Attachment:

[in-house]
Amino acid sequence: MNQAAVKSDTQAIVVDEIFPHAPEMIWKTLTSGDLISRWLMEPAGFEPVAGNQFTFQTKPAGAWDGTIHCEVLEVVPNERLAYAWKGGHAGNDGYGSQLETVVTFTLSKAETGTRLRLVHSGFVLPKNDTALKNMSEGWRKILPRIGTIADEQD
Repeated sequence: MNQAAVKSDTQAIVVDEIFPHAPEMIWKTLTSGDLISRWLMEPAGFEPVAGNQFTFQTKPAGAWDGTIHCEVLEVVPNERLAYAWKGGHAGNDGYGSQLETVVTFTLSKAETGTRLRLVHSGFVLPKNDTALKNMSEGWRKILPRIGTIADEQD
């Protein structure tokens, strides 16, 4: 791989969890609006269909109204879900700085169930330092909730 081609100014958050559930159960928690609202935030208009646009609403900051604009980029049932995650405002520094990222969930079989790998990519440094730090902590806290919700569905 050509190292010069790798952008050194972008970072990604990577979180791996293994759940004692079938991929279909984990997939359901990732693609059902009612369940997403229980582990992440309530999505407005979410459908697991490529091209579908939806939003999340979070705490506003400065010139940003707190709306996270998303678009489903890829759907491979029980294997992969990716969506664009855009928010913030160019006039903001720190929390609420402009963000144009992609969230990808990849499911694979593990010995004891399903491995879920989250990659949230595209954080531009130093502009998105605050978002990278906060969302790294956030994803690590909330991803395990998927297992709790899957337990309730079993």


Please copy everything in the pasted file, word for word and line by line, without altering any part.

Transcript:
[in-house]
Amino acid sequence: MNQAAVKSDTQAIVVDEIFPHAPEMIWKTLTSGDLISRWLMEPAGFEPVAGNQFTFQTKPAGAWDGTIHCEVLEVVPNERLAYAWKGGHAGNDGYGSQLETVVTFTLSKAETGTRLRLVHSGFVLPKNDTALKNMSEGWRKILPRIGTIADEQD
Repeated sequence: MNQAAVKSDTQAIVVDEIFPHAPEMIWKTLTSGDLISRWLMEPAGFEPVAGNQFTFQTKPAGAWDGTIHCEVLEVVPNERLAYAWKGGHAGNDGYGSQLETVVTFTLSKAETGTRLRLVHSGFVLPKNDTALKNMSEGWRKILPRIGTIADEQD
């Protein structure tokens, strides 16, 4: 791989969890609006269909109204879900700085169930330092909730 081609100014958050559930159960928690609202935030208009646009609403900051604009980029049932995650405002520094990222969930079989790998990519440094730090902590806290919700569905 050509190292010069790798952008050194972008970072990604990577979180791996293994759940004692079938991929279909984990997939359901990732693609059902009612369940997403229980582990992440309530999505407005979410459908697991490529091209579908939806939003999340979070705490506003400065010139940003707190709306996270998303678009489903890829759907491979029980294997992969990716969506664009855009928010913030160019006039903001720190929390609420402009963000144009992609969230990808990849499911694979593990010995004891399903491995879920989250990659949230595209954080531009130093502009998105605050978002990278906060969302790294956030994803690590909330991803395990998927297992709790899957337990309730079993």